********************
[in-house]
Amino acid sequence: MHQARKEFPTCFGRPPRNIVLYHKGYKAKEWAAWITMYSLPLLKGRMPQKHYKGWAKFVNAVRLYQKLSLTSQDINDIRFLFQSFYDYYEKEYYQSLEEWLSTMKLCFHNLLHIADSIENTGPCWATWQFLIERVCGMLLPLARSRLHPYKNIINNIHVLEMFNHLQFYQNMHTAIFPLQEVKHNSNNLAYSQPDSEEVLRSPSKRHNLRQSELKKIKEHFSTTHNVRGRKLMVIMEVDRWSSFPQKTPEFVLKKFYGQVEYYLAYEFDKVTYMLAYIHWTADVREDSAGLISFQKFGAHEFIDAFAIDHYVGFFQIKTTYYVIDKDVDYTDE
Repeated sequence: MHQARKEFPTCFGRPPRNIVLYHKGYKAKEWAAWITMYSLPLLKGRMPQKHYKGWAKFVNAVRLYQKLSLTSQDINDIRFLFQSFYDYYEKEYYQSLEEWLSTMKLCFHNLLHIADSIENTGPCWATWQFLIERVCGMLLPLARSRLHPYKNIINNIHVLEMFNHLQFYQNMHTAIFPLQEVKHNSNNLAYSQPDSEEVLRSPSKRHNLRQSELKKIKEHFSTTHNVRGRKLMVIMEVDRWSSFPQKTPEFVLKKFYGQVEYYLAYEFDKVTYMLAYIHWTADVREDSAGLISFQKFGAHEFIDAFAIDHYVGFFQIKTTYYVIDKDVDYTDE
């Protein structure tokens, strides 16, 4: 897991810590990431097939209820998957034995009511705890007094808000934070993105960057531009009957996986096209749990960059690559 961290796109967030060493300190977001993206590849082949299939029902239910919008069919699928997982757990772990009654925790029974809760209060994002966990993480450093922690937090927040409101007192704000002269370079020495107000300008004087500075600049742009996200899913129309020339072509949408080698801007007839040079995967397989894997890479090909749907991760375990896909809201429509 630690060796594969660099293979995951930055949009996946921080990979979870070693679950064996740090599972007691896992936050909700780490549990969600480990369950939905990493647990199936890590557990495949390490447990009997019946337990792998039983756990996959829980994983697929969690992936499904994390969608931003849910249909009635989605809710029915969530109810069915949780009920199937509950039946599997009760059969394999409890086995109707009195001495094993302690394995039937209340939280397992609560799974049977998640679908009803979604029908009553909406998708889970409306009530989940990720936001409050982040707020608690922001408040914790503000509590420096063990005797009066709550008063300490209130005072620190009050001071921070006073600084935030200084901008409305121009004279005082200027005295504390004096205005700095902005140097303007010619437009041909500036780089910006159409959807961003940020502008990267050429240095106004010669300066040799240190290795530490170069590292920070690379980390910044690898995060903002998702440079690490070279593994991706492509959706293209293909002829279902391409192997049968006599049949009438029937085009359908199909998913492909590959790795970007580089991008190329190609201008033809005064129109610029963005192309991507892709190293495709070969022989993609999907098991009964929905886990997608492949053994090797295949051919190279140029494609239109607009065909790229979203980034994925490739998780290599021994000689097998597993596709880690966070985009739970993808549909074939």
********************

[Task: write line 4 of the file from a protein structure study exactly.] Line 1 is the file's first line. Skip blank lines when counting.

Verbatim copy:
């Protein structure tokens, strides 16, 4: 897991810590990431097939209820998957034995009511705890007094808000934070993105960057531009009957996986096209749990960059690559 961290796109967030060493300190977001993206590849082949299939029902239910919008069919699928997982757990772990009654925790029974809760209060994002966990993480450093922690937090927040409101007192704000002269370079020495107000300008004087500075600049742009996200899913129309020339072509949408080698801007007839040079995967397989894997890479090909749907991760375990896909809201429509 630690060796594969660099293979995951930055949009996946921080990979979870070693679950064996740090599972007691896992936050909700780490549990969600480990369950939905990493647990199936890590557990495949390490447990009997019946337990792998039983756990996959829980994983697929969690992936499904994390969608931003849910249909009635989605809710029915969530109810069915949780009920199937509950039946599997009760059969394999409890086995109707009195001495094993302690394995039937209340939280397992609560799974049977998640679908009803979604029908009553909406998708889970409306009530989940990720936001409050982040707020608690922001408040914790503000509590420096063990005797009066709550008063300490209130005072620190009050001071921070006073600084935030200084901008409305121009004279005082200027005295504390004096205005700095902005140097303007010619437009041909500036780089910006159409959807961003940020502008990267050429240095106004010669300066040799240190290795530490170069590292920070690379980390910044690898995060903002998702440079690490070279593994991706492509959706293209293909002829279902391409192997049968006599049949009438029937085009359908199909998913492909590959790795970007580089991008190329190609201008033809005064129109610029963005192309991507892709190293495709070969022989993609999907098991009964929905886990997608492949053994090797295949051919190279140029494609239109607009065909790229979203980034994925490739998780290599021994000689097998597993596709880690966070985009739970993808549909074939």